The government, through the National Treasury, is planning to bail out struggling Kenya Airways and other institutions in the financial year ending June 2022.
Sh9 billion set aside for August 9 elections in supplementary budget
National Treasury releases supplementary budget estimates
The Treasury’s supplementary budget estimates presented to Parliament indicate; fresh allocations of Sh26.5 billion to the national carrier and other undisclosed expenditures, Sh24.9 billion to fuel subsidy, Sh9.1 billion to prepare for the August General Election and Sh8.5 billion for Covid vaccines to the Ministry of Health.
For election preparedness, the Treasury allocated Sh8.8 billion to the Independent Electoral and Boundaries Commission (IEBC) and Sh324 million more to the Registrar of Political Parties.
In August 2021, IEBC Chairperson Wafula Chebukati had noted a deficit of Sh14.5 billion in its allotted Sh26.354 billion on the National Treasury budget.
The allocation to Kenya Airways emanated from slow-moving projects, Treasury CS Ukur Yatani saying that the boost is to help the airline maintain its stalled planes, pay for utilities, salaries and also counter the effects of the pandemic.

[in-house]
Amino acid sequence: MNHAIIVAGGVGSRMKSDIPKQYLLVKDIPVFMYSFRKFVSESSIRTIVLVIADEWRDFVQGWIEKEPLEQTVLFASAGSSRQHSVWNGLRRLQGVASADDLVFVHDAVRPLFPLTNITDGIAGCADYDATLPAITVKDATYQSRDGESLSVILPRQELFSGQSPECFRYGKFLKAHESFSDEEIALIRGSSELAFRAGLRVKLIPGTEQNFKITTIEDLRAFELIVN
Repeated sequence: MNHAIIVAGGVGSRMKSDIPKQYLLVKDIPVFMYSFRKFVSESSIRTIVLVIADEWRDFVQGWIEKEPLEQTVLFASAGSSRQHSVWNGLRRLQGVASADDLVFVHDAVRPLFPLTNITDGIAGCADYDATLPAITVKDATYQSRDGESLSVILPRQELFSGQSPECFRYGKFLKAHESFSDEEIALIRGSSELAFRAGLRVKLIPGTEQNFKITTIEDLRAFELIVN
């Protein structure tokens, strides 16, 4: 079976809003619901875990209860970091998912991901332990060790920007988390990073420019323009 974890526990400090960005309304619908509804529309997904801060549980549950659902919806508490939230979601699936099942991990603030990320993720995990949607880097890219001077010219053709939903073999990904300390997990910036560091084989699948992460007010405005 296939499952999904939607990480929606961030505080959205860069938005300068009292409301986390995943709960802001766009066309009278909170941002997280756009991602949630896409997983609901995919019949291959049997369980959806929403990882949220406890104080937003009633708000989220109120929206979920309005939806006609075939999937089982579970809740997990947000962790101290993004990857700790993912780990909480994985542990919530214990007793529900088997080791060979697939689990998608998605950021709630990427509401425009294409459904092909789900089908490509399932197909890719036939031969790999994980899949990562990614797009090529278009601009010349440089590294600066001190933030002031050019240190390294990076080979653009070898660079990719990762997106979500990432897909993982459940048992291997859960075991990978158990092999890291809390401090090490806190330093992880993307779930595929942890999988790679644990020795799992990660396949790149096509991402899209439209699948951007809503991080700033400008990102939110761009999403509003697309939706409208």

The national carrier had been put up for nationalization to end the airline's ever-emerging tribulations.
Kenya Power received Sh3.3 billion to boost its restructuring programme.
Public universities are not left behind as they will receive Sh8.5 billion more to cater to their tuition expenses and for research. Major beneficiaries are Kenyatta University, the University of Nairobi, and Moi University.
The school feeding programme in the early education sector receives a boost of Sh3 billion while secondary schools and the Teachers Service Commission (TSC) receive Sh392 million and Sh6.9 billion respectively. The TSC allocation should go toward hiring more teachers.
Office of the Director of Public Prosecutions was allocated Sh200 million more while Sh330 million more would go to the Office of the Auditor-General to boost their operations.
Security agencies were not left out, the Defence Ministry got an allocation of Sh15 billion for security support and salary shortfall related expenditures while the National Intelligence Service (NIS) got Sh2 billion more.
The Sh24.9 billion fuel subsidy is meant to cover motorists from the global increase in fuel prices and which would generally ease the cost of living.
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